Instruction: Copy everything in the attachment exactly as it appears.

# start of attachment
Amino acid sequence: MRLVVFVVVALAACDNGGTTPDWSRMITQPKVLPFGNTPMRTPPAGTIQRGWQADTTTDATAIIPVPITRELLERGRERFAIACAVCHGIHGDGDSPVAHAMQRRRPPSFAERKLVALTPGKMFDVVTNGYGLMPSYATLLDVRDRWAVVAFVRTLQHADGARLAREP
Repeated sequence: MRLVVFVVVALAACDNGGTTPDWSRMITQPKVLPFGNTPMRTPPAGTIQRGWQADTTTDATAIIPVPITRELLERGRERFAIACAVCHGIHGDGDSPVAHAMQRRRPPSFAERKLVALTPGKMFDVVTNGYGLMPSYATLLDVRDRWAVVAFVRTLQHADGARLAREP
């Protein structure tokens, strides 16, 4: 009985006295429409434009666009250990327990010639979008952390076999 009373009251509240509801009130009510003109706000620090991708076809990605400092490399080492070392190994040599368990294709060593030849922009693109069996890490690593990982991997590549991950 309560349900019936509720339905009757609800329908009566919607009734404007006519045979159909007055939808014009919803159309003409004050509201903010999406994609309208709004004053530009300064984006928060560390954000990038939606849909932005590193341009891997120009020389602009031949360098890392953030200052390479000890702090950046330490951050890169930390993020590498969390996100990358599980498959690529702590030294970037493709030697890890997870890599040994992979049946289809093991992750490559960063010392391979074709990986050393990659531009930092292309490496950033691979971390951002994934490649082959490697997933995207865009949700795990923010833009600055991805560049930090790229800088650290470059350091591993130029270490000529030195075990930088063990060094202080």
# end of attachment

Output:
Amino acid sequence: MRLVVFVVVALAACDNGGTTPDWSRMITQPKVLPFGNTPMRTPPAGTIQRGWQADTTTDATAIIPVPITRELLERGRERFAIACAVCHGIHGDGDSPVAHAMQRRRPPSFAERKLVALTPGKMFDVVTNGYGLMPSYATLLDVRDRWAVVAFVRTLQHADGARLAREP
Repeated sequence: MRLVVFVVVALAACDNGGTTPDWSRMITQPKVLPFGNTPMRTPPAGTIQRGWQADTTTDATAIIPVPITRELLERGRERFAIACAVCHGIHGDGDSPVAHAMQRRRPPSFAERKLVALTPGKMFDVVTNGYGLMPSYATLLDVRDRWAVVAFVRTLQHADGARLAREP
């Protein structure tokens, strides 16, 4: 009985006295429409434009666009250990327990010639979008952390076999 009373009251509240509801009130009510003109706000620090991708076809990605400092490399080492070392190994040599368990294709060593030849922009693109069996890490690593990982991997590549991950 309560349900019936509720339905009757609800329908009566919607009734404007006519045979159909007055939808014009919803159309003409004050509201903010999406994609309208709004004053530009300064984006928060560390954000990038939606849909932005590193341009891997120009020389602009031949360098890392953030200052390479000890702090950046330490951050890169930390993020590498969390996100990358599980498959690529702590030294970037493709030697890890997870890599040994992979049946289809093991992750490559960063010392391979074709990986050393990659531009930092292309490496950033691979971390951002994934490649082959490697997933995207865009949700795990923010833009600055991805560049930090790229800088650290470059350091591993130029270490000529030195075990930088063990060094202080």